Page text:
Barbeque Boners

What’s the most bone-headed thing you’ve seen done, or have done yourself, while barbequing? (Not talking about real barbeque here, but “backyard barbeque grills” – though the former is fair game as well.)

I was at Lake Havasu during Spring Break in 1997. Some college types were camped next to us, and they decided to cook some hot dogs on their grill. They put the charcoal into the little Webber and doused it with lighter fluid. Then they put the grill on and immediately put the 'dogs on to cook! :rolleyes: They were eating hot dogs cooked in flaming naphtha; not on nicely glowing coals from which the lighter fluid had been burned off. Just about the time they were finished eating, the coals were ready for cooking. :smack: I guess “Grilling-101” is not taught in school.

Whenever they show something being barbecued on commercials for Burger King and other grilled things, they show the flames so high that they’re licking the food being grilled.

When I first got my propane grill, I thought that’s how it’s supposed to be done. Made some nice barbecued carbon-chunks…

What’s “real” barbeque v. “backyard” barbeque?

“Backyard barbeque”, as I’m using it, means using charcoal or gas to cook things on a grill fairly rapidly. “Real barbeque” beans slow cooking at low heat, often or usually in a brick enclosure. Barbeque sauce is often put on the meat while cooking in a “backyard barbeque”, while “real barbeque” often leaves the sauce off to be served separately. But the real difference is the temperature and time. (Also, “real barbeque” needs wood charcoal instead of briquettes or gas.) YMMV.

“Means”; not “beans”.

At a beach barbecue in Galveston in the early 1970s, a friend of my family’s (an astronaut, incidentally, but I ain’t naming names) made a sandpit barbecue to cook all the fish we’d caught with a seine net. Unfortunately, his choice of firelighter was somewhat dramatic: half a gallon of gasoline. He poured it in and threw in a match. The thing went up like a Saturn V engine, very nearly removing his face. Luckily he jumped backwards just soon enough, and the thing was eventually usable. Mmmm, shark steaks.

Barbeque Boners, is that some type of gay delicacy? :slight_smile:

I’ve seen fire safety videos about the use of petrol/gas and fires/bbqs. Don’t do it. Even if the fire or bbq looks dead, petrol is highly volatile and ignites at a low temperature. One video I saw was of a fully-suited fireman throwing a glass of petrol onto a seemingly dead fire: the petrol ignited and the flames went back up the liquid and engulfed the fireman’s arm. Imagine how burned he would have been had he not been suited up.

Even having an open source of petrol nearby is dangerous - think of sparks.

Mr. Legend’s former girlfriend once decided that their campfire wasn’t going well enough, so she tossed a capful of Everclear onto it. The flame traveled up the stream to her hand, singeing her and melting the plastic bottlecap.

My uncle threw kerosene on a brush fire when I was young. He was burned pretty badly.
My mom decided, when I was older, that the fire wasn’t going as well as she’d like in the BBQ pit, and squirted some lighter fluid on it and it flared up and burned her face. It wasn’t as bad as my uncle, but we still spent the afternoon in the ER.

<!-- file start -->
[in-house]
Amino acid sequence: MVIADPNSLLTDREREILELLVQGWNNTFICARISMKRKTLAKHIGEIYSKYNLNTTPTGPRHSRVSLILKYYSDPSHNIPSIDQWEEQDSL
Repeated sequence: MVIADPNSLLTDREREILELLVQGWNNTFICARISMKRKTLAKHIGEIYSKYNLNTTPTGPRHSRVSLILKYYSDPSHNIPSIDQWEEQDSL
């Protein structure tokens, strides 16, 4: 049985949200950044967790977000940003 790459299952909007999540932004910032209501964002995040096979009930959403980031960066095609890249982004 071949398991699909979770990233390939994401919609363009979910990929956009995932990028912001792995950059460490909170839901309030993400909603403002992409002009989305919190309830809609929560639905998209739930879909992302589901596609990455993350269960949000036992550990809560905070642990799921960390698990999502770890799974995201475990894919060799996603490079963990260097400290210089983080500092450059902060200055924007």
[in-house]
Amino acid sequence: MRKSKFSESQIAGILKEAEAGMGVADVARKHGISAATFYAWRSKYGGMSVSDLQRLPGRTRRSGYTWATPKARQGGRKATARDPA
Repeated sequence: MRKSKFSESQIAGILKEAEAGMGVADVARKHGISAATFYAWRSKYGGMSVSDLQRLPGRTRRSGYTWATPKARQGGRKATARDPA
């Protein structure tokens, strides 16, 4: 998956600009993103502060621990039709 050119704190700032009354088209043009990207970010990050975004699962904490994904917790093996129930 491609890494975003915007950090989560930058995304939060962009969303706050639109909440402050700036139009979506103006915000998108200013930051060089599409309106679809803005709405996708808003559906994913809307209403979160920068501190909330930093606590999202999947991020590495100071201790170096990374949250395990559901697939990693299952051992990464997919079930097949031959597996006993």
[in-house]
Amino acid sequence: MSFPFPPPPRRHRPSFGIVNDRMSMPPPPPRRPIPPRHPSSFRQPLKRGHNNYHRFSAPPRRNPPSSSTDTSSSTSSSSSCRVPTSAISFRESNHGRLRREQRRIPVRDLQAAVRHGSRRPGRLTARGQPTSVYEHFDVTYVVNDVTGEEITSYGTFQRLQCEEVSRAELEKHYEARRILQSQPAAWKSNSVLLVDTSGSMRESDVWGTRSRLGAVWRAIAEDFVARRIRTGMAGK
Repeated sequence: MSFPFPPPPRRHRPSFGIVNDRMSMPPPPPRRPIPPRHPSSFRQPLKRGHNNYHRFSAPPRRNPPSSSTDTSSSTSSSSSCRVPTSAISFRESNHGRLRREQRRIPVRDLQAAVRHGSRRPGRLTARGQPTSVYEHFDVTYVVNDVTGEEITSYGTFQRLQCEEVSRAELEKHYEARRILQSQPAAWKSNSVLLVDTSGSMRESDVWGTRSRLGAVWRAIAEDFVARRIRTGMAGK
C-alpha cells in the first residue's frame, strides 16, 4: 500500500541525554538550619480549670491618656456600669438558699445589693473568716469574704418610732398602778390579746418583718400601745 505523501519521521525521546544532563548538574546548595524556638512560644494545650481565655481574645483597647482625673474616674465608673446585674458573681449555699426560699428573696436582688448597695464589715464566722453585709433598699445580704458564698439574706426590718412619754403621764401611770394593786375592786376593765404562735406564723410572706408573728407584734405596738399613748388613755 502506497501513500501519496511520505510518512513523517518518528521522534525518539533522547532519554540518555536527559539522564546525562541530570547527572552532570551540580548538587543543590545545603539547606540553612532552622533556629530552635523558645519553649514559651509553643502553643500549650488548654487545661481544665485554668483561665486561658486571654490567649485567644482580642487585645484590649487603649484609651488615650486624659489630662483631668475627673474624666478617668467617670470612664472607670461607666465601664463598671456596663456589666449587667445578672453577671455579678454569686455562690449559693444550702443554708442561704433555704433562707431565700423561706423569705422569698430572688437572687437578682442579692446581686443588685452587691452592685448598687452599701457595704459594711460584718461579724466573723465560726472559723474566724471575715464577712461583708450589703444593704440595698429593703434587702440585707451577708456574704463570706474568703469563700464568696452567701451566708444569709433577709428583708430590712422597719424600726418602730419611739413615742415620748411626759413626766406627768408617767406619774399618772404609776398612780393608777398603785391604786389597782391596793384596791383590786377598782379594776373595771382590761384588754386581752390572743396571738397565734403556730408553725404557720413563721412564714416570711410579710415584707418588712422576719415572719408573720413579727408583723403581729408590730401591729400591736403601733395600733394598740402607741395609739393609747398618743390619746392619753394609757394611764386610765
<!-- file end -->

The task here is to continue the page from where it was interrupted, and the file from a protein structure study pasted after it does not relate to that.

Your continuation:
A friend of mine had a party in the place he just bought with a porch about 4 ft. long. He placed the grill on the porch, but the base was about three feet wide, allowing about two feet between the screen door and the grill. Being overzealous indoorsy types, they both didn’t know how to start the fire well and were overcome with testosterone. The end result: three feet high flames and wind kicking them a foot inside the door. Somehow, the wire didn’t melt.

It was late into the fall, and I had a nice NY strip steak thawed and just wanted so badly to grill one last time. So, I get everything ready and go out to the grill … I turn on the grill and open the propane valve, no tell tale hissing of gas under pressure…this does not bode well. It seems as if I have an empty tank. I don’t want to go get it refilled (I think I was broke anyways) and I have no charcoal, but I am single minded in my goal of grilling and eye the brush and branch pile under the oak tree. This will serve for a fire and very likely be much more flavorful than any gas or charcoal fire, methinks. I set to it and start a fire in the gas grill with this mix of both older and green branches. The composting wood smells rather earthy and fungussy and has a powdery growth infecting it, but I think, ah it’ll burn away. There is no problem, it all goes rather smoothly and the steak is grilled succesfully over the wood fire. The steak is passable, but I can’t help but think it tastes slightly funny…a certain taint…earthy and fungussy. That’s alright, I think to myself, I like mushrooms with my steak, anyways. Later that night I decide to go to a nightclub that I haven’t frequented in years, I feel a little feverish and not quite right, but I believe it will pass. I sit down and get reaquainted with the bartender and sip on a beer. Two thirds of the way through this first and only beer and deep in conversation with the beautiful bartender I go clammy, and with no warning projectile vomit the entire dinner of barely digested steak, corn, and baked potato across the bar and onto the floor. It was quite apparent what I had for dinner and very chunky! I apoligized, excused myself to the bathroom and sneaked out the backdoor. I assume I poisoned myself with the tainted and rotting (green) wood-- I have no other explanation. Quite embarassing and taught me a lesson about grilling with proper fuel.